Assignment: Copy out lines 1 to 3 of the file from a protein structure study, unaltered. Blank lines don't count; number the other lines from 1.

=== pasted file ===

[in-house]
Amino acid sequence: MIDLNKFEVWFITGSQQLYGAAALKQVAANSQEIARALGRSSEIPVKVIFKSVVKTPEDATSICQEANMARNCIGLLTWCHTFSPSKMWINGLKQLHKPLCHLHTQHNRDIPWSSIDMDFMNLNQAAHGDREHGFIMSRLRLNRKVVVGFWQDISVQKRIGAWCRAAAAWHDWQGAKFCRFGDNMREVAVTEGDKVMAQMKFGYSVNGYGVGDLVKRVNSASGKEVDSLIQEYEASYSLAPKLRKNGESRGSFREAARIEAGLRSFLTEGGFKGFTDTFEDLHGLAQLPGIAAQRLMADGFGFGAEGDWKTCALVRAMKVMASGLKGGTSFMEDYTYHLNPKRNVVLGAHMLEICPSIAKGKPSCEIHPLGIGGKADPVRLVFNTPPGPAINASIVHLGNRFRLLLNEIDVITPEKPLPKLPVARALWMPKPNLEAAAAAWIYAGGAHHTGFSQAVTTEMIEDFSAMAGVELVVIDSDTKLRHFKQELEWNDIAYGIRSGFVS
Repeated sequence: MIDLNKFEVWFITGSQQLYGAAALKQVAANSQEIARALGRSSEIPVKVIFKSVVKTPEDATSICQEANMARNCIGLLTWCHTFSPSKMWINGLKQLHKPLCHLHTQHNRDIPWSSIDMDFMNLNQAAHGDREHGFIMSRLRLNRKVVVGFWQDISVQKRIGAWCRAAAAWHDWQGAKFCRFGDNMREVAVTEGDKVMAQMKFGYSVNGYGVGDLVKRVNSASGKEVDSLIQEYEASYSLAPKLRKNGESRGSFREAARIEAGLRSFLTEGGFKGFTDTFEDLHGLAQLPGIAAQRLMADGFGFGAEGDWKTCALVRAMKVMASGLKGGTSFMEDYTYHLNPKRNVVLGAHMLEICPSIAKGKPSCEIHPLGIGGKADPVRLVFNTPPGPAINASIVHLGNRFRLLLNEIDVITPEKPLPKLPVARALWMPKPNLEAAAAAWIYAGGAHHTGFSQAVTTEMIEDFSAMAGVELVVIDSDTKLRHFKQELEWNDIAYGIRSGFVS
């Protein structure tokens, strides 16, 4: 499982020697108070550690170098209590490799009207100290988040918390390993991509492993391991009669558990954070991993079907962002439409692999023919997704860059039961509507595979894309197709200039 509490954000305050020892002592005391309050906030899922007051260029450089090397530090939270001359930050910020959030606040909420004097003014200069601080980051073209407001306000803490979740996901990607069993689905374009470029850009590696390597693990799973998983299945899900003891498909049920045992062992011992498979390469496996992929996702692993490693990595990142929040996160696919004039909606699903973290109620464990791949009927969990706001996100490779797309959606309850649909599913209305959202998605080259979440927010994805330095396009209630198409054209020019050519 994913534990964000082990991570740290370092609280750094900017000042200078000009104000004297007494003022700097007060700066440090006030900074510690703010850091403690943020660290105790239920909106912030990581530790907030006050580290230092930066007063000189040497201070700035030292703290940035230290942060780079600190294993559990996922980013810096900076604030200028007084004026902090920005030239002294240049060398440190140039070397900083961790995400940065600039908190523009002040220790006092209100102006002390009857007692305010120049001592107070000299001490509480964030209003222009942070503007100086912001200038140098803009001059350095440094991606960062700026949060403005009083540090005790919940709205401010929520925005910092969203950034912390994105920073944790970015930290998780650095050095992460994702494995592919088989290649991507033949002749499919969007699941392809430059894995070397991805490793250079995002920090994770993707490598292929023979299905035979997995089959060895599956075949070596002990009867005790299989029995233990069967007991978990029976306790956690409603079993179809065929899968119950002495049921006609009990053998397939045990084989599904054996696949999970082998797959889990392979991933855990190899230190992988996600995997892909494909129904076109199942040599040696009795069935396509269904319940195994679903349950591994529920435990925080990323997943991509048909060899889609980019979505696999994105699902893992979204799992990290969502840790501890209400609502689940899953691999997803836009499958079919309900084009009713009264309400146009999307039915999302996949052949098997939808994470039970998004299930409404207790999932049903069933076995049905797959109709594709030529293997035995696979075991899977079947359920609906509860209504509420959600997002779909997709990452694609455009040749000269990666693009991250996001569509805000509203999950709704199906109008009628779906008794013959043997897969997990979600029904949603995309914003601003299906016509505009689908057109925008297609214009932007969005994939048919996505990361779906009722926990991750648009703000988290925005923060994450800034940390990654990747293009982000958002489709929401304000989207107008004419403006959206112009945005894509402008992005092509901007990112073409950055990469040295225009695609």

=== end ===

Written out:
[in-house]
Amino acid sequence: MIDLNKFEVWFITGSQQLYGAAALKQVAANSQEIARALGRSSEIPVKVIFKSVVKTPEDATSICQEANMARNCIGLLTWCHTFSPSKMWINGLKQLHKPLCHLHTQHNRDIPWSSIDMDFMNLNQAAHGDREHGFIMSRLRLNRKVVVGFWQDISVQKRIGAWCRAAAAWHDWQGAKFCRFGDNMREVAVTEGDKVMAQMKFGYSVNGYGVGDLVKRVNSASGKEVDSLIQEYEASYSLAPKLRKNGESRGSFREAARIEAGLRSFLTEGGFKGFTDTFEDLHGLAQLPGIAAQRLMADGFGFGAEGDWKTCALVRAMKVMASGLKGGTSFMEDYTYHLNPKRNVVLGAHMLEICPSIAKGKPSCEIHPLGIGGKADPVRLVFNTPPGPAINASIVHLGNRFRLLLNEIDVITPEKPLPKLPVARALWMPKPNLEAAAAAWIYAGGAHHTGFSQAVTTEMIEDFSAMAGVELVVIDSDTKLRHFKQELEWNDIAYGIRSGFVS
Repeated sequence: MIDLNKFEVWFITGSQQLYGAAALKQVAANSQEIARALGRSSEIPVKVIFKSVVKTPEDATSICQEANMARNCIGLLTWCHTFSPSKMWINGLKQLHKPLCHLHTQHNRDIPWSSIDMDFMNLNQAAHGDREHGFIMSRLRLNRKVVVGFWQDISVQKRIGAWCRAAAAWHDWQGAKFCRFGDNMREVAVTEGDKVMAQMKFGYSVNGYGVGDLVKRVNSASGKEVDSLIQEYEASYSLAPKLRKNGESRGSFREAARIEAGLRSFLTEGGFKGFTDTFEDLHGLAQLPGIAAQRLMADGFGFGAEGDWKTCALVRAMKVMASGLKGGTSFMEDYTYHLNPKRNVVLGAHMLEICPSIAKGKPSCEIHPLGIGGKADPVRLVFNTPPGPAINASIVHLGNRFRLLLNEIDVITPEKPLPKLPVARALWMPKPNLEAAAAAWIYAGGAHHTGFSQAVTTEMIEDFSAMAGVELVVIDSDTKLRHFKQELEWNDIAYGIRSGFVS